|Mr. Waller starting the inspection.|
Yesterday was our inspection with Mr. Waller. He lives in the area and happens to be one of the WI State Apiary Inspectors. If you recall, I called him and we set up the inspection because A. and I believed the Yellow Triangle hive to be queenless and thought the Blue Triangle hive had a crappy queen. Turns out we are 1 for 2.
First off let me express how grateful I am that Mr. Waller was able to come out to look at the hives on pretty short notice. He’s a busy guy and he really knows his stuff. It was very enlightening for me to watch someone else with so much experience go through our hives and reaffirm what I thought was good and show me some other things I can do to make the colonies better. It was also amazing to watch him swing the supers off the hive like they didn’t weigh anything. The honey supers are small but they are pretty heavy. No way can I swing two supers around like that. I have a hard enough time moving one around at a time. Just incredible!
|He just whipped both of those supers off the hive|
in one fell swoop!
Without further ado, here are the results of the inspection:
The Blue Triangle hive does indeed have a crappy queen. However, Mr. Waller believes that it’s not a matter of poor genetics but more likely a matter of her not having mated well. We have several options on how to deal with this. Since the genetics don’t seem to be in question we have a good chance at getting a good queen if we kill the current queen and let the hive make a new one. Another way to go would be to order a new mated queen and then requeen the hive with the new queen. A third direction would be to keep this queen through the winter and then requeen in the spring by either purchasing a new one or letting the hive make a new one then. Decisions, decisions….
Remember I said we were 1 for 2? That’s right, excellent news! The Yellow Triangle hive is not queenless! Either the colony made a new queen and she started laying over the weekend or more likely, I just missed seeing the eggs on the last inspection. They can be really hard to see in the dark comb. Either way, it didn’t take Mr. Waller very long to spot both eggs and brood so we’re good! Yay!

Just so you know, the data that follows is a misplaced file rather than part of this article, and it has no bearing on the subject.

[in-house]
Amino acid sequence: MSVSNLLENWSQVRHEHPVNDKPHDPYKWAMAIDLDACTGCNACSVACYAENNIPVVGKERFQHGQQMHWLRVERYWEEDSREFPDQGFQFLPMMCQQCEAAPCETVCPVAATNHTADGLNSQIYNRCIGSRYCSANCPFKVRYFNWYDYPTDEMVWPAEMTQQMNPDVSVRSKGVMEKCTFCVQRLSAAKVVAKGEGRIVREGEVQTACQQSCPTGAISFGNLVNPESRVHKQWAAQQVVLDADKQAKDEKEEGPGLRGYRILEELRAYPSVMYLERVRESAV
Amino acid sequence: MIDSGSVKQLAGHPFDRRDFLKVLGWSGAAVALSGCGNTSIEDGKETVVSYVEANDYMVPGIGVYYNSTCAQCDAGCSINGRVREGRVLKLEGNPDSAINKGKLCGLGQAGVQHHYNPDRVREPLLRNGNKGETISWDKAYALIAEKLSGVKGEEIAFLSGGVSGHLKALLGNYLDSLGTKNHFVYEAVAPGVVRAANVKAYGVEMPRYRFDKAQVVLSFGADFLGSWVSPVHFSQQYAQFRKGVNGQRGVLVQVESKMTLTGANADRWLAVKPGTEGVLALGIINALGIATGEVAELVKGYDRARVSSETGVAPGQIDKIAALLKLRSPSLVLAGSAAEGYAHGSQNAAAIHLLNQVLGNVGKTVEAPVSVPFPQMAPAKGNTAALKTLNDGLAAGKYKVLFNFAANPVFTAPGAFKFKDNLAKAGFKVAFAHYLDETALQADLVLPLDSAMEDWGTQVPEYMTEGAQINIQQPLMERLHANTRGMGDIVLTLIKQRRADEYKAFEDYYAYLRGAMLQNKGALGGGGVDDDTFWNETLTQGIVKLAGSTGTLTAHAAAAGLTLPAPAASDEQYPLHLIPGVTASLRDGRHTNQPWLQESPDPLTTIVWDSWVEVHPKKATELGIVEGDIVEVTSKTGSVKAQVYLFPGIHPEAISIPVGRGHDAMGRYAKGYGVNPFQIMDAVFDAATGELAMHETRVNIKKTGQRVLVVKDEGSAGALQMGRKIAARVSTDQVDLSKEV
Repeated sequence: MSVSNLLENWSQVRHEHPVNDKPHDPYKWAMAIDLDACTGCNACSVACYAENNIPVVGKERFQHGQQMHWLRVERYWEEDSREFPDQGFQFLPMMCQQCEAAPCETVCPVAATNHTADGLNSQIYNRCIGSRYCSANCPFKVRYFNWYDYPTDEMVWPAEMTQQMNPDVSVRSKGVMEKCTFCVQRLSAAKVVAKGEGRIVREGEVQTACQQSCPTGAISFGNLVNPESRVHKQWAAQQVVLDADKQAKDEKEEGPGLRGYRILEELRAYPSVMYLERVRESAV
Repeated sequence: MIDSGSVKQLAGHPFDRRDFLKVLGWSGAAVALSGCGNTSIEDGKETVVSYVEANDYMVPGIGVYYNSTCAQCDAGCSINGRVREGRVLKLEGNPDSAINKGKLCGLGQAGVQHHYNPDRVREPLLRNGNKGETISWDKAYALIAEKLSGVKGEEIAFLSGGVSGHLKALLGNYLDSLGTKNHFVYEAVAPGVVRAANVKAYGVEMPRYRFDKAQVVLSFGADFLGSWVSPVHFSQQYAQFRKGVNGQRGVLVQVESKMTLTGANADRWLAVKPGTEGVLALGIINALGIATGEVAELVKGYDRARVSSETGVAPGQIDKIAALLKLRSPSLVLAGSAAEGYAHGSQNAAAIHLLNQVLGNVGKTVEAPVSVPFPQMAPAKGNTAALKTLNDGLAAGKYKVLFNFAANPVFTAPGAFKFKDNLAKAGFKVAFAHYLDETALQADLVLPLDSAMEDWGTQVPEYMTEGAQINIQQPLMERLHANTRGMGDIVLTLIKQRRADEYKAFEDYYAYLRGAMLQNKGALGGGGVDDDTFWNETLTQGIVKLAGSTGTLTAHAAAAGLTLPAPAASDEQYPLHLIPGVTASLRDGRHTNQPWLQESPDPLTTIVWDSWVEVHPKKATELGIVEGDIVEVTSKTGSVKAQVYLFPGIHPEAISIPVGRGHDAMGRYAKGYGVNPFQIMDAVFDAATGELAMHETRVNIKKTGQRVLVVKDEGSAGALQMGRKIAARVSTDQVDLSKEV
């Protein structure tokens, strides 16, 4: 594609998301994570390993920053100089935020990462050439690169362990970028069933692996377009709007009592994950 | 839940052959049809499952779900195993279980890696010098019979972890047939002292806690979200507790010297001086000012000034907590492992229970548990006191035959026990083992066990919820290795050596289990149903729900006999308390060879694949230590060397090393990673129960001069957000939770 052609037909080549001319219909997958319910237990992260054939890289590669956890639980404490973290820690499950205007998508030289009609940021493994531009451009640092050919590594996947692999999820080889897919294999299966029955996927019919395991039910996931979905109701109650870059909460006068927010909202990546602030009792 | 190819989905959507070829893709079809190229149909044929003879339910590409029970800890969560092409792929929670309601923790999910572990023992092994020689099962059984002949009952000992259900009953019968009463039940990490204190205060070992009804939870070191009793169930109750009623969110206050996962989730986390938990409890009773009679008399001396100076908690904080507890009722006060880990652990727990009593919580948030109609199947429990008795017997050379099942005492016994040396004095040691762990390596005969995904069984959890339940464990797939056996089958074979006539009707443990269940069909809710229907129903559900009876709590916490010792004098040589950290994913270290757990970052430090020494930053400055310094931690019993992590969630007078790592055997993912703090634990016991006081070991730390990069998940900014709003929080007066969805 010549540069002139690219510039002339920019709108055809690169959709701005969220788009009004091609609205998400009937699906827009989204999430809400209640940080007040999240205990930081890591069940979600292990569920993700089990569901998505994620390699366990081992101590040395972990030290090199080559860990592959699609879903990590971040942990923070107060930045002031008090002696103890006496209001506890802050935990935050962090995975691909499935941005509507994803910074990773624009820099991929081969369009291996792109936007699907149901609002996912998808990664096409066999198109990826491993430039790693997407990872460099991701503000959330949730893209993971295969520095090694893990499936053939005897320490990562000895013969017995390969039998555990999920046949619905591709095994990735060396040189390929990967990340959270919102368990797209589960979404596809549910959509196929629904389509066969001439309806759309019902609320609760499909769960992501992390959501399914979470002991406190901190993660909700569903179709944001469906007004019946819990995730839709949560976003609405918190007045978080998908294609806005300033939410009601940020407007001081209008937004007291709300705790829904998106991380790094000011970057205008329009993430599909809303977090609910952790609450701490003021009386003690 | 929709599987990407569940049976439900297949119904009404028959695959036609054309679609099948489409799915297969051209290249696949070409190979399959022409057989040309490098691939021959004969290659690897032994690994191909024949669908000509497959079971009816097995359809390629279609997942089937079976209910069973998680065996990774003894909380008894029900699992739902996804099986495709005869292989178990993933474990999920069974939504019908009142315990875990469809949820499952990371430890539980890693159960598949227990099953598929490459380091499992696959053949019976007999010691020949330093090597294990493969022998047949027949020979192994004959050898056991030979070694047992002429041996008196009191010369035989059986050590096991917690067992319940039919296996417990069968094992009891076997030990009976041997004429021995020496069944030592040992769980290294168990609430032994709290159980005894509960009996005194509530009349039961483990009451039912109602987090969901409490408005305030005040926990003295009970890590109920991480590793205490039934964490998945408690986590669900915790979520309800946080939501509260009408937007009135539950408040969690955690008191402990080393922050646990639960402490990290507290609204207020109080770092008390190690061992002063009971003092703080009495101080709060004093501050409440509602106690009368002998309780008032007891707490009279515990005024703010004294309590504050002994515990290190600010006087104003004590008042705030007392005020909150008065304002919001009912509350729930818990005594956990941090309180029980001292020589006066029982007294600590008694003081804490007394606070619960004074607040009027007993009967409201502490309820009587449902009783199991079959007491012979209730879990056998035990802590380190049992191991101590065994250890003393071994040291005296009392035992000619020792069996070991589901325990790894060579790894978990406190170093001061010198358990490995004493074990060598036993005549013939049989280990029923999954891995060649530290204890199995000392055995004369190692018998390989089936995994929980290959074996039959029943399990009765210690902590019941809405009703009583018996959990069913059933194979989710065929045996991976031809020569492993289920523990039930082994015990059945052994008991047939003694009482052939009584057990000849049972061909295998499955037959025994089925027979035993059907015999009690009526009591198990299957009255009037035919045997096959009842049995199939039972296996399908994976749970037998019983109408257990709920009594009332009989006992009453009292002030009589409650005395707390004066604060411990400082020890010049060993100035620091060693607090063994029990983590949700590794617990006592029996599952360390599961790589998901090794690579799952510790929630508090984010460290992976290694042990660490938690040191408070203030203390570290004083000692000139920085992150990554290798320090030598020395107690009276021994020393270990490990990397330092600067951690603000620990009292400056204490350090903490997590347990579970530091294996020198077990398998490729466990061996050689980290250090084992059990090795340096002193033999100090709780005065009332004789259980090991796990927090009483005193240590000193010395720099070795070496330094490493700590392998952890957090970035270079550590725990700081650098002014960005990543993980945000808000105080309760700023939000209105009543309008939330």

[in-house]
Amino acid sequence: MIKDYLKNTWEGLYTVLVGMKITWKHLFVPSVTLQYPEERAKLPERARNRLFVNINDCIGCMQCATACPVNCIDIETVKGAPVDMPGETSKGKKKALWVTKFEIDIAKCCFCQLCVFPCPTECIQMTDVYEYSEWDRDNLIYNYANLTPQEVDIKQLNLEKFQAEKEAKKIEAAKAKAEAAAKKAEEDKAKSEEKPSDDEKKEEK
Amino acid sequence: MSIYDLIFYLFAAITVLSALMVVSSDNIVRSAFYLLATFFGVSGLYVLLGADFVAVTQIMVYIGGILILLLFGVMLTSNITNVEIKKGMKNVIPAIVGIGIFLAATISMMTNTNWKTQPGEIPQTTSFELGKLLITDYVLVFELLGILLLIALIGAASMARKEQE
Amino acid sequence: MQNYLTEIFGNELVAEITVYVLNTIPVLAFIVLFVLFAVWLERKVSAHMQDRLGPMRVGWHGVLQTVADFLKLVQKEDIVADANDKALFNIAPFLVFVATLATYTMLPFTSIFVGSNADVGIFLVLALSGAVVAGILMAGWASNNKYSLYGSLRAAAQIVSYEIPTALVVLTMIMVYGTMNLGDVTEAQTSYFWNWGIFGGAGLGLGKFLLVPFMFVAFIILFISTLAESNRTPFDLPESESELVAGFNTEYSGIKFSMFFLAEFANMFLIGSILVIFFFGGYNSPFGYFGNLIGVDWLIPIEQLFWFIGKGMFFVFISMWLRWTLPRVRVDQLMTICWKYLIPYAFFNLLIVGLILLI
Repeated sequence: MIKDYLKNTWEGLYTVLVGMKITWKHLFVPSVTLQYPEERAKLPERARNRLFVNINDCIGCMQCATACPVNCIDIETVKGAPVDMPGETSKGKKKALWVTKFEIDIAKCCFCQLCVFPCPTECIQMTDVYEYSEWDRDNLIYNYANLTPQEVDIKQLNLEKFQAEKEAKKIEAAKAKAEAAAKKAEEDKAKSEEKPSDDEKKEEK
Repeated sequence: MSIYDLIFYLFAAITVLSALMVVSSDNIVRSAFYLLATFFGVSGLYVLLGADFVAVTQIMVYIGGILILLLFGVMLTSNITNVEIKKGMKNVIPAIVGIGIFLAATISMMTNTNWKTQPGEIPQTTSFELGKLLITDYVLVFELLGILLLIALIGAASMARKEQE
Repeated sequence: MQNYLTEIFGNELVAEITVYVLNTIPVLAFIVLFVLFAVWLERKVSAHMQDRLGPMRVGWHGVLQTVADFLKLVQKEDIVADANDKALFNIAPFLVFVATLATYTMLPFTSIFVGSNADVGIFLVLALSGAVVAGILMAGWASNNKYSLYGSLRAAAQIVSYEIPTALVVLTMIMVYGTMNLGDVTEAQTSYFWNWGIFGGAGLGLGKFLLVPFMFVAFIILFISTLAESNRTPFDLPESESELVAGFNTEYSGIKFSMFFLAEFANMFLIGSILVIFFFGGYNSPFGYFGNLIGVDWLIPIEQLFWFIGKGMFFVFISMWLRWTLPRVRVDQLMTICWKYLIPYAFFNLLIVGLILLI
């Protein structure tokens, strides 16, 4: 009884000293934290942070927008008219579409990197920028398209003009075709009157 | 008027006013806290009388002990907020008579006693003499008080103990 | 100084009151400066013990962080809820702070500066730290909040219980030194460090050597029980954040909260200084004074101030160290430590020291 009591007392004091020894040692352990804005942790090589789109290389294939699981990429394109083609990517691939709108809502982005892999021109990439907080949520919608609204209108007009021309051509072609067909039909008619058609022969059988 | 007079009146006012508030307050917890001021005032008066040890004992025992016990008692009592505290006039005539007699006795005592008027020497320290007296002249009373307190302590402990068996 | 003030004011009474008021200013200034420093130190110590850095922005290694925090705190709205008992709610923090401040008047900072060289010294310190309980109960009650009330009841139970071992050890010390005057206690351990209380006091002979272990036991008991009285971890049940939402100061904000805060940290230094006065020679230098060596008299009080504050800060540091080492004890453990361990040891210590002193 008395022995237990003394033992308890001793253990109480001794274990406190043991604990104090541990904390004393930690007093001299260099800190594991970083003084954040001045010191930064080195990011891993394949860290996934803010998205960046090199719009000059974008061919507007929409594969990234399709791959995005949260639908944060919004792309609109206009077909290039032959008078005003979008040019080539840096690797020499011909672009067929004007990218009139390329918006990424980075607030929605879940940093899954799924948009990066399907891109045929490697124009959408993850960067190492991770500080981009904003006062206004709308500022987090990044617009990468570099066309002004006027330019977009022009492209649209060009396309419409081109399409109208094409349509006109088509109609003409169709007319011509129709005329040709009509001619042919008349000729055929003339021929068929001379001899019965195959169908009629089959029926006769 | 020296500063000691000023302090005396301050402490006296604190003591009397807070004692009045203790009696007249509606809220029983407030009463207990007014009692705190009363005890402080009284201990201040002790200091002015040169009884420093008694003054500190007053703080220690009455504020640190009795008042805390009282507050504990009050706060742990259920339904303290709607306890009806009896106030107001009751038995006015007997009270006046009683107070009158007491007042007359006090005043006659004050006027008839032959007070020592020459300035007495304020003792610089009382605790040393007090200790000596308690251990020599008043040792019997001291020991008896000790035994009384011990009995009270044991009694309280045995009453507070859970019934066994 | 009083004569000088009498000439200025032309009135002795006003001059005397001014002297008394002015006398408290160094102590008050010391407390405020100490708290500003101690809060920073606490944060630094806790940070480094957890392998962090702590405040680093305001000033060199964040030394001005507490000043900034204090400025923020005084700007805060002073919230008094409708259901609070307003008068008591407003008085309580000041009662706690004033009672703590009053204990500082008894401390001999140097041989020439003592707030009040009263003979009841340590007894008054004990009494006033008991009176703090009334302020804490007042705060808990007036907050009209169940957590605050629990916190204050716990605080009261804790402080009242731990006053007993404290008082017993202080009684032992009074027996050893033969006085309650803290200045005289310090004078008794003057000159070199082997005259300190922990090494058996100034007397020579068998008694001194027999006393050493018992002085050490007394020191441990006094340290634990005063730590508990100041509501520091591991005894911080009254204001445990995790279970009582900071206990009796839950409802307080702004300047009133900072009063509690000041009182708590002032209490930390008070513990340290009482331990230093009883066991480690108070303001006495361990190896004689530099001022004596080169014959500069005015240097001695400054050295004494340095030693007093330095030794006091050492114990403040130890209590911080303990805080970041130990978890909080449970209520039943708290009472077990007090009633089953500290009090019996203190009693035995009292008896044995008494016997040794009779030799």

|Can't see them but there is brood in this frame! Yay!|
Now back to one of our other issues. Both of our hives are almost honey bound. Mr. Waller was quite impressed with the amount of honey in our hives and suggested that we spin out some of the frames as soon as possible so that our queens have somewhere to lay eggs. In the mean time he reversed some of the frames (turned them 180 degrees so that the empty side of the frame is now in the center of the hive) and he swapped some of the frames between hives so that the busier hive has more stuff to work on. Thankfully, the Dunn County Bee Club (which we joined this year) has a club extractor that we can rent time on to spin out some of our frames and I’m currently working towards getting an appointment set up. Also, my brother-in-law’s father used to keep bees and mentioned at my niece's birthday party that he still has the extractor and we could pick it up and use it. So I’m working on that too. Time to read up on extracting...
|Honey, honey everywhere!|
Mr. Waller also told us that I’ve got the honey supers set up wrong. Since we’re working on drawing out blank foundation, I should have left all 10 frames in the supers rather than taking one out. This would explain why my honey supers look all wonky. They had too much space and drew some frames way out and left others blank. We were able to fix the supers that we put on recently and Mr. Waller suggested that we harvest the 1st supers which are basically full up. In other words, we have a lot of honey!
The only slightly dim spot in the whole situation is that we scratched open some drone brood and discovered that we’re going to need to treat for varroa mites this fall. Not that we weren’t expecting to do that anyway really but it’s still a tiny bit disappointing to have it confirmed this early in the year. Oh well, chin up.
So there you have it. We’re sitting in a good spot. We have a few decisions to make and some “chores” to do but I’m happy with where our hives are at. See you next time!
|A happy inspector makes for a happy beekeeper! Thanks for coming to inspect|
the hives Mr. Waller!